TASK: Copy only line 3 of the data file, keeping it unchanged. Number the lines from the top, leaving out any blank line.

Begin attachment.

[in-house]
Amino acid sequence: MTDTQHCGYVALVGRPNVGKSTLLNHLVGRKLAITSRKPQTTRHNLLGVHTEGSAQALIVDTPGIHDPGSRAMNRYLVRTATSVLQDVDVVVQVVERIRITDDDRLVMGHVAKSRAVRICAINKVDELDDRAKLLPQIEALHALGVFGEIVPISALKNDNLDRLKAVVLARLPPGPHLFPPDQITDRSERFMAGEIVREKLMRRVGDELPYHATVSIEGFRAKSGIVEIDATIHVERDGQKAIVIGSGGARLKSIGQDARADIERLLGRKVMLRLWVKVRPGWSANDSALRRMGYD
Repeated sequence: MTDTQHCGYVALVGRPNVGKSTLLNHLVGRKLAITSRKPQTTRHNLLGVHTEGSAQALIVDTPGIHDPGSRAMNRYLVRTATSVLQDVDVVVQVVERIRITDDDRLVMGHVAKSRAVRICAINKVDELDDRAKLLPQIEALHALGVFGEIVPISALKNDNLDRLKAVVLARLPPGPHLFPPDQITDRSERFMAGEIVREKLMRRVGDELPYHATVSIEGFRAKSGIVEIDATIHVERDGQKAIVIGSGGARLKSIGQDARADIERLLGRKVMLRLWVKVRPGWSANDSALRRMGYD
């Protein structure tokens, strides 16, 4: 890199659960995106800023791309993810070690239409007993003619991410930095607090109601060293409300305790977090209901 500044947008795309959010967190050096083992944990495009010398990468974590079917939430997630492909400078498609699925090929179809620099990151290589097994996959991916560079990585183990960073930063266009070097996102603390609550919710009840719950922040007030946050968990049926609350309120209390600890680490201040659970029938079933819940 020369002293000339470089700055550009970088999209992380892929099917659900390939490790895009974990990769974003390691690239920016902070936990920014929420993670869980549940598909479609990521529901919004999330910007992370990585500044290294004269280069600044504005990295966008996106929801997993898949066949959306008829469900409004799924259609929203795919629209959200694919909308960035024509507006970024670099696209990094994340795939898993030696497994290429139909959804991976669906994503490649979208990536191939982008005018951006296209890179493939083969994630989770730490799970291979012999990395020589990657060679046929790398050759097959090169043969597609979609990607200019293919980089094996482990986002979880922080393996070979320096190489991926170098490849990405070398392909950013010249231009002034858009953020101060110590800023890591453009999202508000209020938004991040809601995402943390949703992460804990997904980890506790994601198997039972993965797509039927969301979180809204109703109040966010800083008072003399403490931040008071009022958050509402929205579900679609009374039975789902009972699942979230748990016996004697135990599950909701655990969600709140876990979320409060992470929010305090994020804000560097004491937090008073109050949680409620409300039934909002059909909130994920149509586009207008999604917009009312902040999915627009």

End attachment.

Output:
Repeated sequence: MTDTQHCGYVALVGRPNVGKSTLLNHLVGRKLAITSRKPQTTRHNLLGVHTEGSAQALIVDTPGIHDPGSRAMNRYLVRTATSVLQDVDVVVQVVERIRITDDDRLVMGHVAKSRAVRICAINKVDELDDRAKLLPQIEALHALGVFGEIVPISALKNDNLDRLKAVVLARLPPGPHLFPPDQITDRSERFMAGEIVREKLMRRVGDELPYHATVSIEGFRAKSGIVEIDATIHVERDGQKAIVIGSGGARLKSIGQDARADIERLLGRKVMLRLWVKVRPGWSANDSALRRMGYD